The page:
8. Adrian Wood, 1995. "How Trade Hurt Unskilled Workers," Journal of Economic Perspectives, American Economic Association, vol. 9(3), pages 57-80, Summer.
    9. Peter Gottschalk, 1997. "Inequality, Income Growth, and Mobility: The Basic Facts," Journal of Economic Perspectives, American Economic Association, vol. 11(2), pages 21-40, Spring.
    10. Daron Acemoglu, 1998. "Changes in Unemployment and Wage Inequality: An Alternative Theory and Some Evidence," NBER Working Papers 6658, National Bureau of Economic Research, Inc.
    11. Peter Skott & Paul Auerbach, 2004. "Wage inequality and skill asymmetries," UMASS Amherst Economics Working Papers 2004-03, University of Massachusetts Amherst, Department of Economics.
    12. Juhn, Chinhui & Murphy, Kevin M & Pierce, Brooks, 1993. "Wage Inequality and the Rise in Returns to Skill," Journal of Political Economy, University of Chicago Press, vol. 101(3), pages 410-42, June.
    13. Nicole M. Fortin & Thomas Lemieux, 1997. "Institutional Changes and Rising Wage Inequality: Is There a Linkage?," Journal of Economic Perspectives, American Economic Association, vol. 11(2), pages 75-96, Spring.
    14. Paul M Romer, 1999. "Endogenous Technological Change," Levine's Working Paper Archive 2135, David K. Levine.
    15. Acemoglu, Daron, 1997. "Why Do New Technologies Complement Skills? Directed Technical Change and Wage Inequality," CEPR Discussion Papers 1707, C.E.P.R. Discussion Papers.
    16. Wood, Adrian, 1998. "Globalisation and the Rise in Labour Market Inequalities," Economic Journal, Royal Economic Society, vol. 108(450), pages 1463-82, September.
    17. John DiNardo & Thomas Lemieux, 1997. "Diverging male wage inequality in the United States and Canada, 1981-1988: Do institutions explain the difference?," Industrial and Labor Relations Review, ILR Review, Cornell University, ILR School, vol. 50(4), pages 629-651, July.
    18. Kanbur, S M, 1979. "Of Risk Taking and the Personal Distribution of Income," Journal of Political Economy, University of Chicago Press, vol. 87(4), pages 769-97, August.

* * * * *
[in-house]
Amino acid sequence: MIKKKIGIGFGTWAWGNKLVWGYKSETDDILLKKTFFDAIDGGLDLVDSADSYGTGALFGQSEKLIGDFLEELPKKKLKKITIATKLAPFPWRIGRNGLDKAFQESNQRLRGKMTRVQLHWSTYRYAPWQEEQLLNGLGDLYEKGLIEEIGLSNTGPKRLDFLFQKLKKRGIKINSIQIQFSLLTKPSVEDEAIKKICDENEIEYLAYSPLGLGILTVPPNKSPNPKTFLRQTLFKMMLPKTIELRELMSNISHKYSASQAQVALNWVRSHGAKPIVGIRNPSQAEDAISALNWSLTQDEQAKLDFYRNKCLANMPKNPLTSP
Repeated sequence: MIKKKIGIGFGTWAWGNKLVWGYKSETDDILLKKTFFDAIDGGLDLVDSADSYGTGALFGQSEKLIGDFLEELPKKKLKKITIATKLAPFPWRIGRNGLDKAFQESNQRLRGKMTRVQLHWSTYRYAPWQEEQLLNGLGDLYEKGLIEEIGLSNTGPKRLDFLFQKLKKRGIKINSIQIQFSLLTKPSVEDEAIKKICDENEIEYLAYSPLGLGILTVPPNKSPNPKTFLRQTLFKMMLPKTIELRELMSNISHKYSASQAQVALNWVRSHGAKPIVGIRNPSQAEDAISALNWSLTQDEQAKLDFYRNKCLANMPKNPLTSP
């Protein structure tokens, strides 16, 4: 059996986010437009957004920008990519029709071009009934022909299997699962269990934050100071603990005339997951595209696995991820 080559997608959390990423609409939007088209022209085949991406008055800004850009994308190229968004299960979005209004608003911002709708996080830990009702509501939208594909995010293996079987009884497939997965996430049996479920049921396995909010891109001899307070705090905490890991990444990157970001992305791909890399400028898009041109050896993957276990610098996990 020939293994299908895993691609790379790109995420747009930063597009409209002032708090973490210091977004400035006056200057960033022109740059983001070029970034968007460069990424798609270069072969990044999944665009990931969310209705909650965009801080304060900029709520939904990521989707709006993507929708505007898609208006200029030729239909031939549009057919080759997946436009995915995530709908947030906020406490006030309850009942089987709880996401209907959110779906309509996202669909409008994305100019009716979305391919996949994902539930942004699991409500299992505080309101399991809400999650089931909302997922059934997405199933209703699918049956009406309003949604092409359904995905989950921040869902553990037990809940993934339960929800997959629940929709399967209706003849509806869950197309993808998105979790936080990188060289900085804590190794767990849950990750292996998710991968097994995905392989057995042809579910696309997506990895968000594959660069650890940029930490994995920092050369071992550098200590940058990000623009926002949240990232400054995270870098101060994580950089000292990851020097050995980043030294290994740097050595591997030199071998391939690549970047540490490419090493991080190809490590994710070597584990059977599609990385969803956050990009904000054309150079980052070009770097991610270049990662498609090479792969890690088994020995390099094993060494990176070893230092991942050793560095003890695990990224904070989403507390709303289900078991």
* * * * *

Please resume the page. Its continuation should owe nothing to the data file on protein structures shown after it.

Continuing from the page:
Full references (including those not matched with items on IDEAS)

    Citations

    Lists

    This item is not listed on Wikipedia, on a reading list or among the top items on IDEAS.

    Statistics

    Access and download statistics

    Corrections

    When requesting a correction, please mention this item's handle: RePEc:hhs:gunwpe:0263. See general information about how to correct material in RePEc.

    For technical questions regarding this item, or to correct its authors, title, abstract, bibliographic or download information, contact: (Marie Andersson).

    If you have authored this item and are not yet registered with RePEc, we encourage you to do it here. This allows to link your profile to this item. It also allows you to accept potential citations to this item that we are uncertain about.

    If references are entirely missing, you can add them using this form.

    If the full references list an item that is present in RePEc, but the system did not link to it, you can help with this form.

    If you know of missing items citing this one, you can help us creating those links by adding the relevant references in the same way as above, for each refering item. If you are a registered author of this item, you may also want to check the "citations" tab in your profile, as there may be some citations waiting for confirmation.

    Please note that corrections may take a couple of weeks to filter through the various RePEc services.